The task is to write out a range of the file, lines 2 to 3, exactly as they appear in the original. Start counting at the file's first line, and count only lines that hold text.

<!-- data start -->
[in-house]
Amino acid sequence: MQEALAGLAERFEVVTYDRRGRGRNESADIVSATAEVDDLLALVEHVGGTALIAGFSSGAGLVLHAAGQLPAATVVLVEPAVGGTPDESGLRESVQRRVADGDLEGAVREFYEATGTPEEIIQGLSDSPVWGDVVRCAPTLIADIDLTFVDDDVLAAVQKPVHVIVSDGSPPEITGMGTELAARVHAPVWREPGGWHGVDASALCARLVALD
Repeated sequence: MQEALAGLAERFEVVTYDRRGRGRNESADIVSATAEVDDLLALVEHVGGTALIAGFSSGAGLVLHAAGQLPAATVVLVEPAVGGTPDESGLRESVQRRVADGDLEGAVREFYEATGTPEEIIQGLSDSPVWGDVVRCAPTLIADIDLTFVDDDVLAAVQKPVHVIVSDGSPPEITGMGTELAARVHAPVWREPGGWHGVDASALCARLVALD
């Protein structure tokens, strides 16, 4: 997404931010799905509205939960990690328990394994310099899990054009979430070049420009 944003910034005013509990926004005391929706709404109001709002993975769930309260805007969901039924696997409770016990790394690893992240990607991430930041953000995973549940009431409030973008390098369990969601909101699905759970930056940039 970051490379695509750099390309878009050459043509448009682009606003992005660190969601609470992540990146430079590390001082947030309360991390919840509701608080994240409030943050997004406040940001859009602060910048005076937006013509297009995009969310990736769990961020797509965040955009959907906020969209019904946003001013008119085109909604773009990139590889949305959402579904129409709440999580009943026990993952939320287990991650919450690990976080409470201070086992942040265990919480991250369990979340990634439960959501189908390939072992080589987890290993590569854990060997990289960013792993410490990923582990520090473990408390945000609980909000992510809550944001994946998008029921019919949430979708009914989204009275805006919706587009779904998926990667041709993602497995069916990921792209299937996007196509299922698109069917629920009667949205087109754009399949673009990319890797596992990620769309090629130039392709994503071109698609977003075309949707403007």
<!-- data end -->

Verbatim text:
Amino acid sequence: MQEALAGLAERFEVVTYDRRGRGRNESADIVSATAEVDDLLALVEHVGGTALIAGFSSGAGLVLHAAGQLPAATVVLVEPAVGGTPDESGLRESVQRRVADGDLEGAVREFYEATGTPEEIIQGLSDSPVWGDVVRCAPTLIADIDLTFVDDDVLAAVQKPVHVIVSDGSPPEITGMGTELAARVHAPVWREPGGWHGVDASALCARLVALD
Repeated sequence: MQEALAGLAERFEVVTYDRRGRGRNESADIVSATAEVDDLLALVEHVGGTALIAGFSSGAGLVLHAAGQLPAATVVLVEPAVGGTPDESGLRESVQRRVADGDLEGAVREFYEATGTPEEIIQGLSDSPVWGDVVRCAPTLIADIDLTFVDDDVLAAVQKPVHVIVSDGSPPEITGMGTELAARVHAPVWREPGGWHGVDASALCARLVALD